Cultural criticism: A brief introduction and things to be thinking about

 

Hi all,

Although my presentation on Cultural Criticism has been pushed back until next week, I thought I’d give everyone some things to think about, since some people might have already read the Tyson chapter.

Think back to the Apple readings from the very beginning of the semester. Apple’s thoughts on how ideology is ingrained into our schools gives us a great jumping point for understanding cultural criticism. Like Apple and the New Historicists, Cultural Critics believe that there is no such thing as objectivity, and that all human-made texts are tainted by the ideological beliefs of the creator. Cultural critics look for signs of politics and ideologies in a texts.

Tyson gives us some good ways to engage a cultural lens. How the “working class culture has been misunderstood or undervalued,” is one aspect of a cultural examination (296). Tyson states that we must ask what “social understandings” the work depends on (297). In other words, we might look for the status quo that is represented by a work, what beliefs create the status quo, and how the author praises or denounces those beliefs.

Although it can be difficult to decode our own culture in terms of ideology, I encourage you all to be cultural critics of our surroundings. I found myself unconsciously performing a cultural examination the other day as I looked at a magazine ad. The ad was for an affluent New York City hotel. The ad’s prominent image featured a doorman standing in the golden lobby. I thought it was interesting that our culture’s representation of luxury and comfort includes the subordination of others. The ad was saying that the hotel is a good one because someone will be serving you, and in a sense, that person will be beneath you. Of course, the doorman is undervalued. This is capitalism and social-class structure at their best, and most people would never notice it. This ad demonstrates how ideology is always at play in human-made texts.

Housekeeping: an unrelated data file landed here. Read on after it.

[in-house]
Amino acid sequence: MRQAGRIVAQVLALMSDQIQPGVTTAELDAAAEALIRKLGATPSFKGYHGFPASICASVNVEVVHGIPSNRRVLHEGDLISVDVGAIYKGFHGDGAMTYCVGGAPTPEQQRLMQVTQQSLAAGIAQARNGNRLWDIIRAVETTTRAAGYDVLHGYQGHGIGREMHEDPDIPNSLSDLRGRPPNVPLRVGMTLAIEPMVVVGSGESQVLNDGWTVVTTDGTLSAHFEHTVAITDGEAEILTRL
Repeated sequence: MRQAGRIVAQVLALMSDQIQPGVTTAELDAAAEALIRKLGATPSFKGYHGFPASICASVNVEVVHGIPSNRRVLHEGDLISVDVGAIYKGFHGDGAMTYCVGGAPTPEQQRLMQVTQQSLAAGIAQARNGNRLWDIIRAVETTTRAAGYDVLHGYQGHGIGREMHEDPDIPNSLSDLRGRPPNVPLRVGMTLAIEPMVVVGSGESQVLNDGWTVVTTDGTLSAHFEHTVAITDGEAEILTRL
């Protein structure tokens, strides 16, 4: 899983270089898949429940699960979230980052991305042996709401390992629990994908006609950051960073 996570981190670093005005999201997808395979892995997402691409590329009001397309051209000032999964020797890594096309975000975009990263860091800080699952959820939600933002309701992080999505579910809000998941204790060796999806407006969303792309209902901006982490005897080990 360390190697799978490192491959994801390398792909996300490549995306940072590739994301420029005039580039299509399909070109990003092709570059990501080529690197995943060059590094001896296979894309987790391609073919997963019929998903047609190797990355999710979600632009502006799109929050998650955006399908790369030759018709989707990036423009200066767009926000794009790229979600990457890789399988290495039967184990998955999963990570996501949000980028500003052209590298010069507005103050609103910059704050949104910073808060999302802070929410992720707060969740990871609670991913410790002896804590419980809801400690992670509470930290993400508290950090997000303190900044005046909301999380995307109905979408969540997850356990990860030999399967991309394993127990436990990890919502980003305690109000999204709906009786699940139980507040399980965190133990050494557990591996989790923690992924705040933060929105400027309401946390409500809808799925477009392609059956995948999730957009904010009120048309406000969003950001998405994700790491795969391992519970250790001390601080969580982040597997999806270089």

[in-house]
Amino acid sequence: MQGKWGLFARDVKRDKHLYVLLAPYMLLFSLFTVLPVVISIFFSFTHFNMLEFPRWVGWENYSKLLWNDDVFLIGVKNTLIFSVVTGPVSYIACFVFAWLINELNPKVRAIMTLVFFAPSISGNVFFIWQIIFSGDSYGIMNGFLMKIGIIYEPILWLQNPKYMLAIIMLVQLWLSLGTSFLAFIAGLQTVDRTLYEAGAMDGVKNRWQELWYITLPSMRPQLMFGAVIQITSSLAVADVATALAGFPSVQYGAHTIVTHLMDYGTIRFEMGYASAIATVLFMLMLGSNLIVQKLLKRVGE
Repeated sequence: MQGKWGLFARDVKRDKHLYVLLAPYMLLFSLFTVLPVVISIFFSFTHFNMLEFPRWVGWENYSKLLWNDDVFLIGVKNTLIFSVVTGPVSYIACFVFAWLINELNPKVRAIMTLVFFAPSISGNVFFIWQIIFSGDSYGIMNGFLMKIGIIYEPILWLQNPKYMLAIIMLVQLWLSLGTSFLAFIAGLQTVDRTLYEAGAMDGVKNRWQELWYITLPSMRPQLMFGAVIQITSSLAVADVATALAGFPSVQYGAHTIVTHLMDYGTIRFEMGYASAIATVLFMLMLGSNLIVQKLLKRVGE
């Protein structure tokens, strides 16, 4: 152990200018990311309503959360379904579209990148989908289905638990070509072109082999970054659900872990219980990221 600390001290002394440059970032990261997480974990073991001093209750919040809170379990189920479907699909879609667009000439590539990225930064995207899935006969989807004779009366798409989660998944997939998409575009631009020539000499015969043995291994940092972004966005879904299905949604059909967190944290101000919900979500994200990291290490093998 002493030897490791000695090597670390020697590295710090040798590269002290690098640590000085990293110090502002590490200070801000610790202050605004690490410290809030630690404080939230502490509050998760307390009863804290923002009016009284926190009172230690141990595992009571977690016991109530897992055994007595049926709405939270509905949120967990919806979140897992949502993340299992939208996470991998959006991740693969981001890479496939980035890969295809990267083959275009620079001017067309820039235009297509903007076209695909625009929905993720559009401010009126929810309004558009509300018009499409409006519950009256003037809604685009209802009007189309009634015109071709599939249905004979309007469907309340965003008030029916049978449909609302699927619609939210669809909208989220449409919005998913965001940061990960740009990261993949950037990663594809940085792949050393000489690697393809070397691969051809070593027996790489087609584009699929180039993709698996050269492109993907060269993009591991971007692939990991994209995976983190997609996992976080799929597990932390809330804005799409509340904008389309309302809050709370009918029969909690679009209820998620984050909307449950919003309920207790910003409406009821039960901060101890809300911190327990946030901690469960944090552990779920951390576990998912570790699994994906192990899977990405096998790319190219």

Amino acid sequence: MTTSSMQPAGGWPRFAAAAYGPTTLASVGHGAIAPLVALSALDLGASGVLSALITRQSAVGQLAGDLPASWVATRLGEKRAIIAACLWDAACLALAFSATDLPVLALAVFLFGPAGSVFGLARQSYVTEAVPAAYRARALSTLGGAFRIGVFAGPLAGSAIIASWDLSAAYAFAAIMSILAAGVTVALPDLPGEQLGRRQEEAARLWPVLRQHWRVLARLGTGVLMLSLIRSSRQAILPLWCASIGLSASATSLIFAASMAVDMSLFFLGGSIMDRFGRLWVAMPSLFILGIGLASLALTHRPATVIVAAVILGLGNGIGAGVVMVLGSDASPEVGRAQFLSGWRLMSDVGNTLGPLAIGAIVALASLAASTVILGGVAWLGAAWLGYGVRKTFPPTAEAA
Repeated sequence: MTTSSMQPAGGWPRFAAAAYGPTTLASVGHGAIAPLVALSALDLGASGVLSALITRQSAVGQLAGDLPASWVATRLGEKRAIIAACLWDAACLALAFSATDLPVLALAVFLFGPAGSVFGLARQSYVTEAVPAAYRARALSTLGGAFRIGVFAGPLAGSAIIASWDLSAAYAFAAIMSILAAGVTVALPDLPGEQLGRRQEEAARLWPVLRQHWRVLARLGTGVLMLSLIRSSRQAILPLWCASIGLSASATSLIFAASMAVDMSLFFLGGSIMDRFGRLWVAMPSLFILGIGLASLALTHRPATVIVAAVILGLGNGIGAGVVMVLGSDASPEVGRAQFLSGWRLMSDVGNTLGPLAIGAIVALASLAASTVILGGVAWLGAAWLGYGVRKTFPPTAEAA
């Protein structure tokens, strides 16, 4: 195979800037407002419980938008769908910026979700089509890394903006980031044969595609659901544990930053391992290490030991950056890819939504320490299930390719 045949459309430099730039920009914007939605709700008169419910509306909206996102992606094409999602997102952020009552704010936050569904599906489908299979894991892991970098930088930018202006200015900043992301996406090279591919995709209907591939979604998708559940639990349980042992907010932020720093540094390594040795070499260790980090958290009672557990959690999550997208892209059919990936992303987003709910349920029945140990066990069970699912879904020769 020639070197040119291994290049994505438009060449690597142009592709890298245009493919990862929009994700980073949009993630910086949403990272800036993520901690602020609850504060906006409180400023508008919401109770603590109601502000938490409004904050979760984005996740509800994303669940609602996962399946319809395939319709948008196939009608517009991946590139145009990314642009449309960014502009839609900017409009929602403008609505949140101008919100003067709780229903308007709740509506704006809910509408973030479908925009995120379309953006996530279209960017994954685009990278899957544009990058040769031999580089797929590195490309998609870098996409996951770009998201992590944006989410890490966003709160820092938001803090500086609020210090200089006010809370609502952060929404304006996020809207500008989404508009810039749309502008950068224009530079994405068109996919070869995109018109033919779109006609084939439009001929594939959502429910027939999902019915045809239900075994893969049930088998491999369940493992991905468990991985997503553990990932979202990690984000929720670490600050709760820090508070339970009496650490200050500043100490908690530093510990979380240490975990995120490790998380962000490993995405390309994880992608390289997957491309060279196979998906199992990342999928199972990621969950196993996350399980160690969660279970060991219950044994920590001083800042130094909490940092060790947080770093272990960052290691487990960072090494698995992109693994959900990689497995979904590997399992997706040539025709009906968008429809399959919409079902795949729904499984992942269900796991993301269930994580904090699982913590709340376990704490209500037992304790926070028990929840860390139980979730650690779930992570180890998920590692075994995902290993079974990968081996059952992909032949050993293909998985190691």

Feel free to add your own observations as cultural critics throughout the week.

Allison

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6 Comments

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6 responses to “Cultural criticism: A brief introduction and things to be thinking about

  1. sofiapenna

    Allison,

    I am really glad you bring up the idea of “the doorman ad” as an example of cultural criticism. It seems like most luxury ads we come across always paint a picture of someone being subordinate, don’t they? Recently I stayed in a hotel on the other end of the country, and their telephone greeting was “Bringing You Paradise”….I suppose one of those posters could also play into your critique. Thanks for the food for thought. -Sofia

  2. sunyprof

    Yes, WHO’S “bringing you paradise.” Good point.

    Because cultural studies researchers often concentrate on how a particular phenomenon relates to matters of ideology, nationality, ethnicity, social class, and/or gender, a CS critique can inform any text we read as it does in your examples of ads for luxury services. KES